A Romance With Risk That Brought On a Panic




...Dozens of interviews reveal that Mr. Corzine played a much larger, hands-on role in the firm’s high-stakes risk-taking than has previously been known...An examination of company documents and interviews with regulators, former employees and others close to MF Global portray a chief executive convinced that he could quickly turn the money-losing firm into a miniature Goldman Sachs...


He pushed through a $6.3 billion bet on European debt — a wager big enough to wipe out the firm five times over if it went bad — despite concerns from other executives and board members. And it is now clear that he personally lobbied regulators and auditors about the strategy.

His obsession with trading was apparent to MF Global insiders over his 19-month tenure. Mr. Corzine compulsively traded for the firm on his BlackBerry during meetings, sometimes dashing out to check on the markets. And unusually for a chief executive, he became a core member of the group that traded using the firm’s money. His profits and losses appeared on a separate line in documents with his initials: JSC...The review of his tenure also sheds new light on the lack of controls at the firm and the failure of its watchdogs to curb outsize risk-taking. The board, according to former employees, signed off on the European bet multiple times. And for the first time it is now clear that ratings agencies knew the risks for months but, as they did with subprime mortgages, looked the other way until it was too late, underscoring how three years after the financial crisis, little has changed on Wall Street...


Europe’s Deadly Transition From Social Democracy to Oligarchy MICHAEL HUDSON


(As first published in Frankfurter Allgemeine Zeitung)

The easiest way to understand Europe’s financial crisis is to look at the solutions being proposed to resolve it. They are a banker’s dream, a grab bag of giveaways that few voters would be likely to approve in a democratic referendum. Bank strategists learned not to risk submitting their plans to democratic vote after Icelanders twice refused in 2010-11 to approve their government’s capitulation to pay Britain and the Netherlands for losses run up by badly regulated Icelandic banks operating abroad. Lacking such a referendum, mass demonstrations were the only way for Greek voters to register their opposition to the €50 billion in privatization sell-offs demanded by the European Central Bank (ECB) in autumn 2011.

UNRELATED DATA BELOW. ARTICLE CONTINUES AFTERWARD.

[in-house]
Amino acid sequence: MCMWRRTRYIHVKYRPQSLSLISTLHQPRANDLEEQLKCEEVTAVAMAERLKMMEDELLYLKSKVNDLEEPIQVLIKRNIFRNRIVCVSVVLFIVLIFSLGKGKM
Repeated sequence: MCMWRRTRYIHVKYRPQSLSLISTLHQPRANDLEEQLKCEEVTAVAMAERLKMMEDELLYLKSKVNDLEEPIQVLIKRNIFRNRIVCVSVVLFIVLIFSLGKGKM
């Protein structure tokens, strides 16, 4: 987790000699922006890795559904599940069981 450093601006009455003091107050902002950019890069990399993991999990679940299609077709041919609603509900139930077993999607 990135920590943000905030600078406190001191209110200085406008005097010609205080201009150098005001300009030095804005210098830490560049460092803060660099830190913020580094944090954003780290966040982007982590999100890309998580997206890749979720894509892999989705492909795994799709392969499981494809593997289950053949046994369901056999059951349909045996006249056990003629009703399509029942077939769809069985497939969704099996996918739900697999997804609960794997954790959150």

The problem is that Greece lacks the ready money to redeem its debts and pay the interest charges. The ECB is demanding that it sell off public assets – land, water and sewer systems, ports and other assets in the public domain, and also cut back pensions and other payments to its population. The bottom 99% understandably are angry to be informed that the wealthiest layer of the population is largely responsible for the budget shortfall by stashing away a reported €45 billion of funds stashed away in Swiss banks alone. The idea of normal wage-earners being obliged to forfeit their pensions to pay for tax evaders – and for the general un-taxing of wealth since the regime of the colonels – makes most people understandably angry. For the ECB, EU and IMF “troika” to say that whatever the wealthy take, steal or evade paying must be made up by the population at large is not a politically neutral position. It comes down hard on the side of wealth that has been unfairly taken.

A democratic tax policy would reinstate progressive taxation on income and property, and would enforce its collection – with penalties for evasion. Ever since the 19th century, democratic reformers have sought to free economies from waste, corruption and “unearned income.” But the ECB troika is imposing a regressive tax – one that can be imposed only by turning government policy-making over to a set of unelected technocrats.

To call the administrators of so anti-democratic a policy “technocrats” seems to be a cynical scientific-sounding euphemism for financial lobbyists or bureaucrats deemed suitably tunnel-visioned to act as useful idiots on behalf of their sponsors. Their ideology is the same austerity philosophy that the IMF imposed on Third World debtors from the 1960s through the 1980s. Claiming to stabilize the balance of payments while introducing free markets, these officials sold off export sectors and basic infrastructure to creditor-nation buyers. The effect was to drive austerity-ridden economies even deeper into debt – to foreign bankers and their own domestic oligarchies...



Well, I found you all

and I have one comment to make about DU3--

It's ugly! UGLY UGLY UGLY! It has all the charm and visual appeal of barracks leftover from World War II when you've been evicted from a charming cottage in the Cotswolds with mod cons.

Kind of like the economy today, now that I think of it. I doubt that this will provide enough sustenance to keep the intellect alive...and I devoutly hope that it will get better, but I really doubt it.


Runaway Greed Is Destroying America: Should There Be a Lid on How Much Someone Can Make?